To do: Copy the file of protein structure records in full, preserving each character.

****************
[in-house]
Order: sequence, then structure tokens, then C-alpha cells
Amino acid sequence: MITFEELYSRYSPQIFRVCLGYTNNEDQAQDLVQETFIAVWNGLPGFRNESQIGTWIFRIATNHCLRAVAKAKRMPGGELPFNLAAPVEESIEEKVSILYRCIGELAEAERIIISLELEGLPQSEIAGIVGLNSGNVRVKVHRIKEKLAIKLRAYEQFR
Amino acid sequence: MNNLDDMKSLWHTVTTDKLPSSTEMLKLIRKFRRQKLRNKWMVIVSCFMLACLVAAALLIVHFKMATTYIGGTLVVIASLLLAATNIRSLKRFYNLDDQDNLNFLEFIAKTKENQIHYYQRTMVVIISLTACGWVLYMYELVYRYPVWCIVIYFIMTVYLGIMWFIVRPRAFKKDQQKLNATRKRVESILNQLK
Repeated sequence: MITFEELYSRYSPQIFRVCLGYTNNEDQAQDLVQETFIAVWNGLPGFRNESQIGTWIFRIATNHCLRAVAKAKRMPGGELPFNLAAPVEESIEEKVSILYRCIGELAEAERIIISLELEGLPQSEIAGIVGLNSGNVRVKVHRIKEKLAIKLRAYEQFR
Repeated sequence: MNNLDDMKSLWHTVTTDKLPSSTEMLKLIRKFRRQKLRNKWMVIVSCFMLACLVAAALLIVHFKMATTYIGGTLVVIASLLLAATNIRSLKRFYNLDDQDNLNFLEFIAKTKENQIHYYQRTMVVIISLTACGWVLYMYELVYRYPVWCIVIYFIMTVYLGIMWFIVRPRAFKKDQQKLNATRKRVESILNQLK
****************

[in-house]
Order: sequence, then structure tokens, then C-alpha cells
Amino acid sequence: MITFEELYSRYSPQIFRVCLGYTNNEDQAQDLVQETFIAVWNGLPGFRNESQIGTWIFRIATNHCLRAVAKAKRMPGGELPFNLAAPVEESIEEKVSILYRCIGELAEAERIIISLELEGLPQSEIAGIVGLNSGNVRVKVHRIKEKLAIKLRAYEQFR
Amino acid sequence: MNNLDDMKSLWHTVTTDKLPSSTEMLKLIRKFRRQKLRNKWMVIVSCFMLACLVAAALLIVHFKMATTYIGGTLVVIASLLLAATNIRSLKRFYNLDDQDNLNFLEFIAKTKENQIHYYQRTMVVIISLTACGWVLYMYELVYRYPVWCIVIYFIMTVYLGIMWFIVRPRAFKKDQQKLNATRKRVESILNQLK
Repeated sequence: MITFEELYSRYSPQIFRVCLGYTNNEDQAQDLVQETFIAVWNGLPGFRNESQIGTWIFRIATNHCLRAVAKAKRMPGGELPFNLAAPVEESIEEKVSILYRCIGELAEAERIIISLELEGLPQSEIAGIVGLNSGNVRVKVHRIKEKLAIKLRAYEQFR
Repeated sequence: MNNLDDMKSLWHTVTTDKLPSSTEMLKLIRKFRRQKLRNKWMVIVSCFMLACLVAAALLIVHFKMATTYIGGTLVVIASLLLAATNIRSLKRFYNLDDQDNLNFLEFIAKTKENQIHYYQRTMVVIISLTACGWVLYMYELVYRYPVWCIVIYFIMTVYLGIMWFIVRPRAFKKDQQKLNATRKRVESILNQLK